By Beth Alaw Williams – BBC News | [This is SO WRONG] A disabled woman who was prevented from buying enough tickets for her daughters to join her at Taylor Swift’s Cardiff concert has received an apology from Ticketmaster. While other customers could buy up to four tickets for the gig, Cat Dafydd was told by the ticket seller that she could only buy one accessible ticket, with one complimentary ticket for a carer.

Ms Dafydd, who uses a wheelchair following a spinal chord injury, resorted to spending £1,800 to see Swift with her daughters in France.

Ticketmaster apologized and subsequently sent Ms Dafydd three complimentary tickets for the Cardiff concert, but its accessibility policy has not changed.

‘Feel as if I was worth less’
Ms Dafydd, from Llandysul, Ceredigion, said she first contacted Ticketmaster in June 2023 to ask about taking her daughters to the concert.

She was told she would be unable to do this because she required an accessible ticket.

Ms Dafydd said: “I can’t take my daughters, but if I didn’t have a disability I would be able to.

“It made me feel, as a disabled person, as if I was worth less than anyone else.”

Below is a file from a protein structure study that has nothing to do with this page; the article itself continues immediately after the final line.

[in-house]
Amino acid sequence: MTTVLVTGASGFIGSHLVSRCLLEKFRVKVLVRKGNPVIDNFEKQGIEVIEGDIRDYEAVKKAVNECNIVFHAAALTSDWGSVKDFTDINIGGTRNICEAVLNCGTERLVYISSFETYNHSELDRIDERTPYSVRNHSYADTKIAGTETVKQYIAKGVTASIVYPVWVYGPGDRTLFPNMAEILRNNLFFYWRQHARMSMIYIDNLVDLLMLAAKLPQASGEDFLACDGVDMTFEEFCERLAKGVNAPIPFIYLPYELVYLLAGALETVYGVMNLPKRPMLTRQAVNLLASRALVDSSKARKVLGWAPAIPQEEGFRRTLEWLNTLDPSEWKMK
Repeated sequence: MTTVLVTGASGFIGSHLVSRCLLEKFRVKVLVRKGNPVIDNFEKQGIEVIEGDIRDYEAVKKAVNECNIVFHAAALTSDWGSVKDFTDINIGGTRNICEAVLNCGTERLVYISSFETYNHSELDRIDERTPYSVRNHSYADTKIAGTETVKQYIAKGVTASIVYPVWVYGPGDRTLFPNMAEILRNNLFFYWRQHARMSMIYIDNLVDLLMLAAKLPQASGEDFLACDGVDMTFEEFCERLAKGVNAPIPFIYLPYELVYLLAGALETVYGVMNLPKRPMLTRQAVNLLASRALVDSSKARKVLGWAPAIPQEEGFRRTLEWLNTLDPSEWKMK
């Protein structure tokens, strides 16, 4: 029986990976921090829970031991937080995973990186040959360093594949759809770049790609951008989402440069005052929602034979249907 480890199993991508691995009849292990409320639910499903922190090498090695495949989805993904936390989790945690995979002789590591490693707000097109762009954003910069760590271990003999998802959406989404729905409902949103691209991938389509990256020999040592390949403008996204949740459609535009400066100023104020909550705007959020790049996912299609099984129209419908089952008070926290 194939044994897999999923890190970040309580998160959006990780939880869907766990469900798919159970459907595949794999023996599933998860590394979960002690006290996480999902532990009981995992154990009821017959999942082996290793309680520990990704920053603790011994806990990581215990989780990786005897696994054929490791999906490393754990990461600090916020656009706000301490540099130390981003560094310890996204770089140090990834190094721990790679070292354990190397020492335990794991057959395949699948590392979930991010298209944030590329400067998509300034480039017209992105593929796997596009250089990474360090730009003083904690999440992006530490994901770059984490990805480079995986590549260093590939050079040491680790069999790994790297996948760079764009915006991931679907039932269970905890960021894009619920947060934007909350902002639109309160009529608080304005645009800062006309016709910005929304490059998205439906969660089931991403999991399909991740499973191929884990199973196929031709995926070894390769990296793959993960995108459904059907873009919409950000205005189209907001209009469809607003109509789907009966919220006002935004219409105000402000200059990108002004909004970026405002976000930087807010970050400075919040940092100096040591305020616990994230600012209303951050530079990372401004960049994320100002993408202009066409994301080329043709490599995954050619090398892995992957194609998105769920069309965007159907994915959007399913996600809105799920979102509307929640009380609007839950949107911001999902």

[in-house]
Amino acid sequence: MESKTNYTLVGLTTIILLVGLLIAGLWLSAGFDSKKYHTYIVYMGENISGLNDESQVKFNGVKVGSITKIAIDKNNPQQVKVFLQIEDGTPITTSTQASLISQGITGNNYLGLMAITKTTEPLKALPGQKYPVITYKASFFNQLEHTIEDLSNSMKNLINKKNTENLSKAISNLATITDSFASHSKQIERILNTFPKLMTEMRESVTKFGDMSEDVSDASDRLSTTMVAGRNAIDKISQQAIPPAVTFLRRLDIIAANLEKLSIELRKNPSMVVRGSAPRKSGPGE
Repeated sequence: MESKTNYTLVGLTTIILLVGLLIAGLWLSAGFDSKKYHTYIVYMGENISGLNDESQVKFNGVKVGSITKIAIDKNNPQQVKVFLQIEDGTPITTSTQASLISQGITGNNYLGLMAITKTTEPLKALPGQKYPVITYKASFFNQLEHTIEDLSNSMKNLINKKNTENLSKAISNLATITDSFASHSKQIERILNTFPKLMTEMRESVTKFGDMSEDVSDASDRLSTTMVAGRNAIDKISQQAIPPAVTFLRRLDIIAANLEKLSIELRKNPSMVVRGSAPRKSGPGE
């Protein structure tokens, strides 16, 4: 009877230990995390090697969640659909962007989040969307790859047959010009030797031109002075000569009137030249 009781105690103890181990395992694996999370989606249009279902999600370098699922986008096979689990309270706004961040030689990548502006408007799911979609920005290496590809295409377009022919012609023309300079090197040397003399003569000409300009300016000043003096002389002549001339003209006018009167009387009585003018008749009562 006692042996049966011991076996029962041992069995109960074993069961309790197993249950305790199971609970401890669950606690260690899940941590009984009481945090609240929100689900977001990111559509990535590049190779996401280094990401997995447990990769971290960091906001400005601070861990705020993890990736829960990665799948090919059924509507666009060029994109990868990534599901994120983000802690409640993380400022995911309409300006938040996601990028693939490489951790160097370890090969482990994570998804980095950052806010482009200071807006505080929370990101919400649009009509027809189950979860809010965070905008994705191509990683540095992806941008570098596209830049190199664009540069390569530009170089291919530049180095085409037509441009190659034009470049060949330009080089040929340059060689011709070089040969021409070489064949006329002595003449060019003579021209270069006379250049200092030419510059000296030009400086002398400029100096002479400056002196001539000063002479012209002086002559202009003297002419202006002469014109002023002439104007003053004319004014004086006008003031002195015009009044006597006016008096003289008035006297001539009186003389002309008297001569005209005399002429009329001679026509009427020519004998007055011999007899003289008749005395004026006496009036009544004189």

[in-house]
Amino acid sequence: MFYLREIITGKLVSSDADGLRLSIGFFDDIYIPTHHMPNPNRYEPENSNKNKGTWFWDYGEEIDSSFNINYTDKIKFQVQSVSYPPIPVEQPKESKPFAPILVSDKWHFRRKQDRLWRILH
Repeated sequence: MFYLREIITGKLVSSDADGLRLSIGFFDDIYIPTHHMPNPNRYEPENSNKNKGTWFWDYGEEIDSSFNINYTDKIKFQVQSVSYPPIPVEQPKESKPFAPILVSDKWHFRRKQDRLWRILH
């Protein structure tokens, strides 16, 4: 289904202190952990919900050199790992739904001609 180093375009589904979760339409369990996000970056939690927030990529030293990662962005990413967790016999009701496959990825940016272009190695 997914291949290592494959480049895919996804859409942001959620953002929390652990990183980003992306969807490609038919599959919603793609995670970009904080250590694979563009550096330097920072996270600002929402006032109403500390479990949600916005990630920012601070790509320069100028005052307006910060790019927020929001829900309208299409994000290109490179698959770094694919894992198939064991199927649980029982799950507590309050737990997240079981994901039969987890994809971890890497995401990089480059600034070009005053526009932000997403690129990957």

Ms Dafydd decided to spend £1,800 on hospitality tickets for Swift’s show in Lyon, France, through another website.

While she and her daughters are excited for the Eras tour, they believe that Ticketmaster’s rules are unfair.

Elliw, 11, said traveling to France would put additional pressure on their mother.

“The day before the concert, my mum will probably be in a lot of pain and will have to lie down on the bed,” said Elliw.

Ms Dafydd said: “Being disabled has cost me so much more in order to just have a wonderful experience with my children that other people can have really easily.”

No change to accessibility policy
Ms Dafydd sent a letter to Ticketmaster in June 2023 to complain about its accessibility policy.

However, she said it was “completely ignored”.

After receiving a request for comment from the BBC, Ticketmaster apologised to Ms Dafydd and offered her three free tickets to the concert in Cardiff.

Ticketmaster said the situation was “not handled according to the standards we have set for ourselves”.
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Read more here plus accessibility barriers to disabled persons:

[Editor’s note: A friend was denied sitting in the handicapped section at the Fillmore in Denver because she wasn’t in a wheelchair. I explained to the attendant that “not all disabled people are unable to walk.” (She, more than likely, would have fainted after a few minutes of standing). After a few minutes of discussion, he relented and went and got us 2 chairs to sit in during the concert.]

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